On June 1, the U.S. imposed a 25 percent tariff on steel, and a 10 percent tariff on aluminum, imported from the European Union, Canada and Mexico.
Retaliation came quickly. The EU, for example, imposed tariffs on 180 products imported from the U.S., including steel, aluminum, agricultural goods, clothing, washing machines, cosmetics and, notably, motorcycles. Specifically, the EU increased the duty on motorcycles from 6 percent to 31 percent.
That was not welcome news for Harley-Davidson, which has set a goal of growing its international business to 50 percent of annual sales by 2027. On average, the tariff will raise the price of a Harley in Europe by $2,200.
As a result of the tariffs, Harley announced that it will shift production of motorcycles bound for the EU from the U.S. to its newly opened assembly plant in Rayong, Thailand.
Just six months earlier, in January, Harley said that it will close its assembly plant in Kansas City, MO, in the fall of 2019, costing some 800 workers their jobs. Harley will consolidate production at its factory in York, PA, where it expects to add 450 full-time, casual and contractor positions to support the extra work. But, that’s still a net loss of 350 U.S. jobs.
The news underscores what a double-edged sword tariffs are. Harley opted to build the factory in Rayong to avoid Thailand’s 60 percent tariff on imported motorcycles and to get other tax breaks when exporting to Thailand’s neighbors—thanks to a trade arrangement among members of the Association of Southeast Asian Nations. The Thai factory also became necessary, according to Harley CEO Matt Levatich, when the U.S. abandoned the Trans-Pacific Partnership, the free-trade pact with a bloc of 11 countries, mostly in Asia.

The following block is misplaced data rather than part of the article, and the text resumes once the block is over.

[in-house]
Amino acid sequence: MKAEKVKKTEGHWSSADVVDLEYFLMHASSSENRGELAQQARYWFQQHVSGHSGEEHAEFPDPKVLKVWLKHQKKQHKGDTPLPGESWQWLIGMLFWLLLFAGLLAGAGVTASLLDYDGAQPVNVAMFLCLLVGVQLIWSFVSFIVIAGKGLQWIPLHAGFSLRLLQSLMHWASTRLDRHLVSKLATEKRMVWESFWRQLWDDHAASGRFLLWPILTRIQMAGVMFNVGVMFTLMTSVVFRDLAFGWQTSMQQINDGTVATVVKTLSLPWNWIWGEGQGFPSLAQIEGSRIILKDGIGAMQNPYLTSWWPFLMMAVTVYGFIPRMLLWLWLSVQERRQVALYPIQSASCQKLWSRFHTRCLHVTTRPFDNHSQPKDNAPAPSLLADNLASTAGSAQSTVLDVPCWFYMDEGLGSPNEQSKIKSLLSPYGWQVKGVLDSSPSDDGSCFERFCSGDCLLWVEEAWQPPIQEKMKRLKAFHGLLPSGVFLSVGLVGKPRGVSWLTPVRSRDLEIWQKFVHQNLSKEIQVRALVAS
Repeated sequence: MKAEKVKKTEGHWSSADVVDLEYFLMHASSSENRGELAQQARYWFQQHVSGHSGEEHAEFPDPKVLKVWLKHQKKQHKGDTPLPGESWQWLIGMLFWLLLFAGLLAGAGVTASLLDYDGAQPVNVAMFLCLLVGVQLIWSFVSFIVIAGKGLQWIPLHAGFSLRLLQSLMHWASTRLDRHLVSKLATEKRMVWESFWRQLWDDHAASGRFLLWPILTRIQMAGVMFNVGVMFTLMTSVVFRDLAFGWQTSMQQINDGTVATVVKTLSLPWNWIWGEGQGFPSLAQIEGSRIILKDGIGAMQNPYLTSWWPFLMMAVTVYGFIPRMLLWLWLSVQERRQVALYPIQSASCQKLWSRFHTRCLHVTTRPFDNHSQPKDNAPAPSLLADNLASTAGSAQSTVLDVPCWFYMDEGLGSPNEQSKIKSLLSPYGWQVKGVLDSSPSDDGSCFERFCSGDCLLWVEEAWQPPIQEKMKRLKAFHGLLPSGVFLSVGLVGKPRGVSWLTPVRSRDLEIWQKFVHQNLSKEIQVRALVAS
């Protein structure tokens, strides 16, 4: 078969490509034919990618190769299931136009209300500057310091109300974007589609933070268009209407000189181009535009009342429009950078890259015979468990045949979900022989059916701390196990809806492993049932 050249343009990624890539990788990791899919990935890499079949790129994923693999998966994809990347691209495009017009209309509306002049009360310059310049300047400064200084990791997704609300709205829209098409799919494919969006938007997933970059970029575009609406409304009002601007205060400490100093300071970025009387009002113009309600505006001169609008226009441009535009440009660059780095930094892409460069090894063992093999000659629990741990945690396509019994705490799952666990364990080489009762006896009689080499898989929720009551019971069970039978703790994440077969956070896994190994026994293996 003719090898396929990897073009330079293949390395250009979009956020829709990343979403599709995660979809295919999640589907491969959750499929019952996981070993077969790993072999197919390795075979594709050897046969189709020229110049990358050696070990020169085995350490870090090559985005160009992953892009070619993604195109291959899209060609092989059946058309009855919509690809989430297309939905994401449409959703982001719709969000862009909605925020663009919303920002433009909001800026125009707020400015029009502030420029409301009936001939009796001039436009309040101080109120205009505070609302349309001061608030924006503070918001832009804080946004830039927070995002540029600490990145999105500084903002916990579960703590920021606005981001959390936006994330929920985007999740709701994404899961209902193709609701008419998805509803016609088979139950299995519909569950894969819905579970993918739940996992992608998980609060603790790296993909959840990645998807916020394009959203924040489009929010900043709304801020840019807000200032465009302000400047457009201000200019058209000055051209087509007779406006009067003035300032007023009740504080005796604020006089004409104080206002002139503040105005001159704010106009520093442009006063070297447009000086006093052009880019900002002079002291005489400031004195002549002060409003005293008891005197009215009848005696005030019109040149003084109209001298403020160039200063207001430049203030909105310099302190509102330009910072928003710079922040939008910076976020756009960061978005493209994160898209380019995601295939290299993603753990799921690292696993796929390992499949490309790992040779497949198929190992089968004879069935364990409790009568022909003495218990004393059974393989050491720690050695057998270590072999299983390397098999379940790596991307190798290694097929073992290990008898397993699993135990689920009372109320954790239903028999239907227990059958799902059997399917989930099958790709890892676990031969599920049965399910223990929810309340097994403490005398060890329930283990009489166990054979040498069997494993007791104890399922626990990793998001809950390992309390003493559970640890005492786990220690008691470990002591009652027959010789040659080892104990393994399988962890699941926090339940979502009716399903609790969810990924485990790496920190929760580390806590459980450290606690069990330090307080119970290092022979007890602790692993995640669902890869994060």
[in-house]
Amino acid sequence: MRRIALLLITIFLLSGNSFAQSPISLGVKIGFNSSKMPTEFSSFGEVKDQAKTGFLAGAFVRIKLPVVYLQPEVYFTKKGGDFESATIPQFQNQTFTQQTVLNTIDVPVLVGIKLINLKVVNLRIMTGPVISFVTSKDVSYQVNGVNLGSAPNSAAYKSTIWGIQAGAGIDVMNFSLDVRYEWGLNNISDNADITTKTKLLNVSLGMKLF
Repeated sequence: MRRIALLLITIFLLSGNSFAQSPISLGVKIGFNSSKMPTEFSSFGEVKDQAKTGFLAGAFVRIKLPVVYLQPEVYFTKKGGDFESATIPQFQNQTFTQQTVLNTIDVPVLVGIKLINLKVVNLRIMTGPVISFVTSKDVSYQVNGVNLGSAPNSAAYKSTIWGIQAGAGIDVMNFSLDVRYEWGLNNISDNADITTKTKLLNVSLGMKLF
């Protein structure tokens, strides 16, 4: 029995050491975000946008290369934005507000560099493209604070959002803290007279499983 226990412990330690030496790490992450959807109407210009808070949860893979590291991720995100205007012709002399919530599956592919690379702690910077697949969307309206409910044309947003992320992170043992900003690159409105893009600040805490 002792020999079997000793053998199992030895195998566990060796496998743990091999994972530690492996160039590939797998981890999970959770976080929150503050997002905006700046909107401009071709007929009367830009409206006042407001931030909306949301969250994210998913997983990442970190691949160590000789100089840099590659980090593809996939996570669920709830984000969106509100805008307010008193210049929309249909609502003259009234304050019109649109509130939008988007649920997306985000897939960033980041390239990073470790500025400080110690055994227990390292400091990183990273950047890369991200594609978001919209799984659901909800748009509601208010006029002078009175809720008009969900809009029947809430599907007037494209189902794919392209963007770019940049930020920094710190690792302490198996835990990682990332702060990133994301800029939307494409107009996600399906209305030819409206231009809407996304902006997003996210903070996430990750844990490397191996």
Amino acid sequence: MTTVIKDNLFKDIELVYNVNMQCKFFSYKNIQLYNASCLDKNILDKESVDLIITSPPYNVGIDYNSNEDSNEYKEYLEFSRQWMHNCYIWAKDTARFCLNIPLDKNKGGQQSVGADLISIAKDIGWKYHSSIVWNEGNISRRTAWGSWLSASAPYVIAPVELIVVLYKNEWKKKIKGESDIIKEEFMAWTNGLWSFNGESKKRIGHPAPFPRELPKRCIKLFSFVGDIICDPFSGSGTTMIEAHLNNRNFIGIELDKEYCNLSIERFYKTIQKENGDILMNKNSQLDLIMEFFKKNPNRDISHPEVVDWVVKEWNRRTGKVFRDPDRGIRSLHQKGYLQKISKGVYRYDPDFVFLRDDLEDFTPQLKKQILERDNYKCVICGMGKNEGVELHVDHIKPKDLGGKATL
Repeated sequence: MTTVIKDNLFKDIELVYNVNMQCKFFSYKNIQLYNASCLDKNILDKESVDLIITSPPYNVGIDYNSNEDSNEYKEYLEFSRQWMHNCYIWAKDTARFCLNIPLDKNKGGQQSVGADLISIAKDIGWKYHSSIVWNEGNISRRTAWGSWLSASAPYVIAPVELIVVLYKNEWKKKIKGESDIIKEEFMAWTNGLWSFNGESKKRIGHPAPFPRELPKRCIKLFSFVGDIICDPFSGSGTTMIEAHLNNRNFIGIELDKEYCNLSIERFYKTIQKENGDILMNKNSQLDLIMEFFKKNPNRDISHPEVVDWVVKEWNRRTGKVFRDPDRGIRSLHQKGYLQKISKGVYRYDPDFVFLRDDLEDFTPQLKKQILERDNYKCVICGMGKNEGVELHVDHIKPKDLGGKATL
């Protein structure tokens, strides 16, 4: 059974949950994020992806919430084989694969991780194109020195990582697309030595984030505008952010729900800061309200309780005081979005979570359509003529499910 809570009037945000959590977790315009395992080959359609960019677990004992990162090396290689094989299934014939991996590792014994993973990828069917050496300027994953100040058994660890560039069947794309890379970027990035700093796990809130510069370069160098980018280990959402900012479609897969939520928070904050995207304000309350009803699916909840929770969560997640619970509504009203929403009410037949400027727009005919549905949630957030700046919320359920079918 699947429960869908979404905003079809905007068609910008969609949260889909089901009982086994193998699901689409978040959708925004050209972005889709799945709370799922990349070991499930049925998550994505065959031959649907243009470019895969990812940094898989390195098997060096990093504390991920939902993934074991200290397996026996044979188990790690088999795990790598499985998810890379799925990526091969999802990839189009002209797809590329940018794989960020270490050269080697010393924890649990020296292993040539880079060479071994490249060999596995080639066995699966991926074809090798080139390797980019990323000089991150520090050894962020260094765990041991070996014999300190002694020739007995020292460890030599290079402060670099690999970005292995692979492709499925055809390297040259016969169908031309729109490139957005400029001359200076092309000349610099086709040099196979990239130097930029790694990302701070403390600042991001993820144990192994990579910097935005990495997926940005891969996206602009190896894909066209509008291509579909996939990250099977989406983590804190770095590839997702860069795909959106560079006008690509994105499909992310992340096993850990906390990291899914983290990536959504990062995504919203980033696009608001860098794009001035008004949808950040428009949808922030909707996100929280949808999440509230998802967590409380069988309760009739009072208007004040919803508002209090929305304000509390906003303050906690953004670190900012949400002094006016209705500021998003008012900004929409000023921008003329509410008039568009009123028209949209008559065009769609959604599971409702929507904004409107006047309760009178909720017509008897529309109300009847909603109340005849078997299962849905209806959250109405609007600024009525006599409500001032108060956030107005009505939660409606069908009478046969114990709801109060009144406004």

The Rayong factory isn’t Harley’s only overseas operation. It also has plants in India (to avoid a 100 percent tariff on imported motorcycles) and Brazil (to take advantage of an economic free-trade zone).
Harley is hardly unique in this regard. Many OEMs, particularly in the automotive industry, operate assembly plants throughout the world to avoid tariffs and gain tax advantages. The U.S. has benefited greatly from such investment.
The irony of the Harley situation is that it once advocated the same tariffs it now decries. In the early 1980s, Harley was struggling financially. Kawasaki, Honda and other Japanese OEMs had put a dent in Harley’s sales, and, like today, the U.S. motorcycle market was down. Taking advantage of its position as the last remaining U.S. motorcycle manufacturer, Harley persuaded the Reagan administration to impose tariffs on imported bikes. The tariff was increased from 4.4 percent to 49.4 percent for one year. The tariff would then decrease gradually over the next four years. Ultimately, Harley recovered and the tariff regime ended early.
Will the latest round of tariffs help or hurt U.S. manufacturers? Probably neither.